Exploitation: A Violation of Liberal Justice
One needn’t be a Marxist to recognize it, condemn it, and seek to end it.
Wage slavery is people being employed as machines — or draft animals — in some enterprise that is intended to make a profit and being compensated by their employers out of the revenue generated by the enterprise. It is slavery because they are being used as machines: in bondage slavery, that people are being used as machines is only more apparent, not more true. Being used as machines includes people employed primarily as ‘thinking machines’, making decisions for the business. It applies to everyone employed in any business.
It is important to note that being a wage slave has nothing to do with the level of compensation. It even applies to even people compensated with millions of dollars. Wage slavery per se is not exploitation — though an economy in which it is the standard means of getting money in order to obtain even the necessities of life makes exploitation or its absence central to the nature of the economy.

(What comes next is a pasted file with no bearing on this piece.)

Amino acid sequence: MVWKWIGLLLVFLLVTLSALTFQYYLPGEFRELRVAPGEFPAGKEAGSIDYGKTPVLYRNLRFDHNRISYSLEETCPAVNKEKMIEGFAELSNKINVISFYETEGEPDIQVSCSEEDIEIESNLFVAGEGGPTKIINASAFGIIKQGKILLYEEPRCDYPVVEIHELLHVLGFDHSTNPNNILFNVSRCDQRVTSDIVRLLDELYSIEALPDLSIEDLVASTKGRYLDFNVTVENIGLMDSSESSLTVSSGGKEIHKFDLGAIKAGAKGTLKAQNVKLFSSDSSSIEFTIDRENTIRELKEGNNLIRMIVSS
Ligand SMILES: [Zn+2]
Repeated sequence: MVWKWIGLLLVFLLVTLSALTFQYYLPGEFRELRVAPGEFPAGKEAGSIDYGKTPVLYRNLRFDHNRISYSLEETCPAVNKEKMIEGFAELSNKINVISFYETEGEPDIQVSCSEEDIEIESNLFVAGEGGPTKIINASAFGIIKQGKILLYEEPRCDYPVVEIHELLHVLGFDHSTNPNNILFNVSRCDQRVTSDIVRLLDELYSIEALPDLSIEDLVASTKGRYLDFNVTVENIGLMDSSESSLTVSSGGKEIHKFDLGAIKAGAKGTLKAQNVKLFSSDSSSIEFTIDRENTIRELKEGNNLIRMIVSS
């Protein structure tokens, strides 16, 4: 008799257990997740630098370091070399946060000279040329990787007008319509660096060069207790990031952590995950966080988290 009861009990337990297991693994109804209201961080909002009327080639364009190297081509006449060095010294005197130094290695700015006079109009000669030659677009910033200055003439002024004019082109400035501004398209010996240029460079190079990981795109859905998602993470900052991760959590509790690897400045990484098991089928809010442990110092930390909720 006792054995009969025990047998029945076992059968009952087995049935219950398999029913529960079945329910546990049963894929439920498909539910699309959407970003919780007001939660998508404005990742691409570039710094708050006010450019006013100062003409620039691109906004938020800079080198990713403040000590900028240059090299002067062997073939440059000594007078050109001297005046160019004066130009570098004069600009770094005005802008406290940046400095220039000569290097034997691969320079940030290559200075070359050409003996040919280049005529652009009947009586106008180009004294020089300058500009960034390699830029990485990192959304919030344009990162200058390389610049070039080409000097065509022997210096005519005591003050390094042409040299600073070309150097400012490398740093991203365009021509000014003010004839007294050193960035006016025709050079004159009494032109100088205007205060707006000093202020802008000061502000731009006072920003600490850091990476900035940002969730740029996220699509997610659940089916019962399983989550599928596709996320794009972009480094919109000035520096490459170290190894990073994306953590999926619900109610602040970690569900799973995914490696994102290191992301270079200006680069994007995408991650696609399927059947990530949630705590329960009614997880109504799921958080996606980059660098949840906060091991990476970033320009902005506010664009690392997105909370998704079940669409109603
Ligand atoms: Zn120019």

In every business someone decides what the distribution of remuneration in the enterprise is going to be — with the goal of minimizing the payments to some in order to pay as much as possible to others. That is exploitation. That it can be (usually is) some wage slaves exploiting others (as opposed to owners exploiting ‘their’ workers) is beside the point.
That form of exploitation is unjust in Liberal terms. John Locke, the author of Liberalism, famously began his argument concerning justice by defining injustice as people “being subject to the arbitrary will” of other people. For the compensation of employees to be arbitrarily determined by self-interested people with the express aim of minimizing the compensation of as many employees as possible in order to pay as much as possible to others is patently unjust — according to John Locke, not me (though I do agree with him on that much).
I have taken up the solution to the injustice that is exploitation elsewhere. Here, I wanted only to make the point that it is a matter of concern within the context of Liberal justice.